Changes Beyond Coaching

For years, OSU has been the “Little Engine That Could” in terms of competing with the big boys with a small-child budget. Repeatedly, Mike Riley and his staff stayed at comfortable, but not competitive salaries, while spurring offers from other universities and their deep pockets and impressive facilities. Just last year, Coach Cav turned down an offer to coach at the T. Boone Pickens-funded Oklahoma State Cowboys in lieu of staying with Mike Riley at OSU.

Frugality is great, especially when your budget is one that doesn’t strike fear into your opponents. The problem is that frugality and getting by cheaply or incurring debt creates a mindset of apathy and complacency.  While no one really felt it in their day-to-day jobs, in hindsight, everyone from Dr. Ray to Bob DeCarolis to Mike Riley felt that things were kind of stuck.  The looming buyout of a coach that had lost the excitement and hope of a fan base and the mounting debt surrounding the department (some self inflicted, some not) created a “Well, this is the best we can do right now” mentality that trickled its way into the media and message boards and Beaver Nation.

So when we look back at December 2014 and the events that transpired into the new year, we have to realize one very important thing: The change of the name on the Head Football Coach office door is just a fraction of the changes that happened, and not the biggest one.

Example 1:

  • The 2014 total pay of all football coaches at Oregon State was $3,847,200. This includes all nine assistant coaches and Mike Riley
  • Head Coach Gary Andersen will earn $2.45 million a year.
  • OSU’s two new coordinators will make between $750,000 to $1 million a year, meaning those three coaches alone will cost more than the entire staff did last year.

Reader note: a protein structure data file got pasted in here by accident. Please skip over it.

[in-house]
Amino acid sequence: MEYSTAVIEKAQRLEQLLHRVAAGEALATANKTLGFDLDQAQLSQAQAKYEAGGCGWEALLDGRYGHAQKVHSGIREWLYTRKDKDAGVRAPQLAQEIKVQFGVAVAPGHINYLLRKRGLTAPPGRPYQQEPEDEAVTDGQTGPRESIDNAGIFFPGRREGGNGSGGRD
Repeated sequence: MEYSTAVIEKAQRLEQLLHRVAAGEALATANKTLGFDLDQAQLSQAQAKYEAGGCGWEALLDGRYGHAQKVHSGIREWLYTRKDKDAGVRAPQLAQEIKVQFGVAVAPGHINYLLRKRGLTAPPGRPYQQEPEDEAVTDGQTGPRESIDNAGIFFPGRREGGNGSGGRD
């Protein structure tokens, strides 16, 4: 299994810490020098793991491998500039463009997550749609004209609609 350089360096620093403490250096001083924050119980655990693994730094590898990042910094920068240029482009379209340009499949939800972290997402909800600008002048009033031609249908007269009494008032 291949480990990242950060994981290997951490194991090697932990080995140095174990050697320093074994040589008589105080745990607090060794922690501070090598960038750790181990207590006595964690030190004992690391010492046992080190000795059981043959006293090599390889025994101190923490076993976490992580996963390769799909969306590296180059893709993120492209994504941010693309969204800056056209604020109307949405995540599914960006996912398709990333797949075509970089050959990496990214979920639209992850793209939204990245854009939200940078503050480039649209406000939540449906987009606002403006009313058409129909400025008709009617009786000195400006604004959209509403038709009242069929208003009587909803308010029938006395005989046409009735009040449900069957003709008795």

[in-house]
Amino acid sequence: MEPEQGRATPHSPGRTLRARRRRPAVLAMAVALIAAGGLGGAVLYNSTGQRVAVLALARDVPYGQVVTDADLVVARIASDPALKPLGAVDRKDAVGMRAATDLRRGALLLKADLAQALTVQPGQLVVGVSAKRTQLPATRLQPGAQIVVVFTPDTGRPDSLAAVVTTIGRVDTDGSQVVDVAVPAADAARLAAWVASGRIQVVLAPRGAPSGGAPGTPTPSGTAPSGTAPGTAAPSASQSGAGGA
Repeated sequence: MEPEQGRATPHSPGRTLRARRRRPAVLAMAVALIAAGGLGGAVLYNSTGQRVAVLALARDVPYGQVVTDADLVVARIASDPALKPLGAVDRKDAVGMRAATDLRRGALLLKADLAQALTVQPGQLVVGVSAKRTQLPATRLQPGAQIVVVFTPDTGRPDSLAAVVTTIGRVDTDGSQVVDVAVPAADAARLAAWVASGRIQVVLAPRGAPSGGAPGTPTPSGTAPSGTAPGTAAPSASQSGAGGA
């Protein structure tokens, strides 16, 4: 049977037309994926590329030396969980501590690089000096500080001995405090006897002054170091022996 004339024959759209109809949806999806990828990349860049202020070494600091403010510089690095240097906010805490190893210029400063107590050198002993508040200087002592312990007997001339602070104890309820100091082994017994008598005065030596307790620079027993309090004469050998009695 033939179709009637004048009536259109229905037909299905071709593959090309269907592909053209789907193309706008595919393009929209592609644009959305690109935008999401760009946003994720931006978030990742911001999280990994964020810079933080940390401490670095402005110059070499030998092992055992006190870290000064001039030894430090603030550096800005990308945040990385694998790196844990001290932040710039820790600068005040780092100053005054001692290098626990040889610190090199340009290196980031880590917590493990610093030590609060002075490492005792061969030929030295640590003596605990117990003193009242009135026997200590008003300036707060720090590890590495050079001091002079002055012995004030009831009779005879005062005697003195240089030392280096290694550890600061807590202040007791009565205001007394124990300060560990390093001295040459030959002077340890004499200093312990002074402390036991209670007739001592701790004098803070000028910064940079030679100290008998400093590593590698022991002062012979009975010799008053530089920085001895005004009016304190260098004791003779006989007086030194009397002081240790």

Example 2:

  • Equipment was sparse during the Riley era, and they tried to make due with what they had in terms of outfitting the team with clothes, technology, and other team expenses.
  • The team so far has already gotten new workout attire, workout shoes, and will have team-owned iPads that it will use for managing their football operations such as plays and film review. The players lounge is going to be outfitted with new amenities and the locker rooms have already seen a few upgrades over last year.

There is a lot going on at OSU, and coaching changes are just part of it. When Bill Moos took over at WSU, he brought with him a feeling that they were going to do everything they could to not just be relevant, but be a national presence and compete nationally in all major sports. While that has not panned out so far, WSU is getting its name out and making more and more high profile hires.

OSU has followed its blueprint in terms of name, quality of hires, and administrative support — but with a far healthier recent history and talent base. There will need to be upgrades to reach championship level, but OSU is working on building for the future with the new Valley Football Center, and eventually the completion of a west side end zone. Student athletes are going to come to OSU and see a program that is on the rise, one that is offering modern amenities for its players, and is focused on one thing: Winning championships. For the first time in a long time, it is not a scenario of getting by and hoping for that big season. It is now about aggressive investment in a top notch program from shoelaces to suite boxes.

It’s time for Beaver Nation to respond as aggressively and cheer on these changes. There is a lot of great, great things going on at the VFC these days and it is spanning from Dr. Ray’s office to the last walk-on — and it is exciting!

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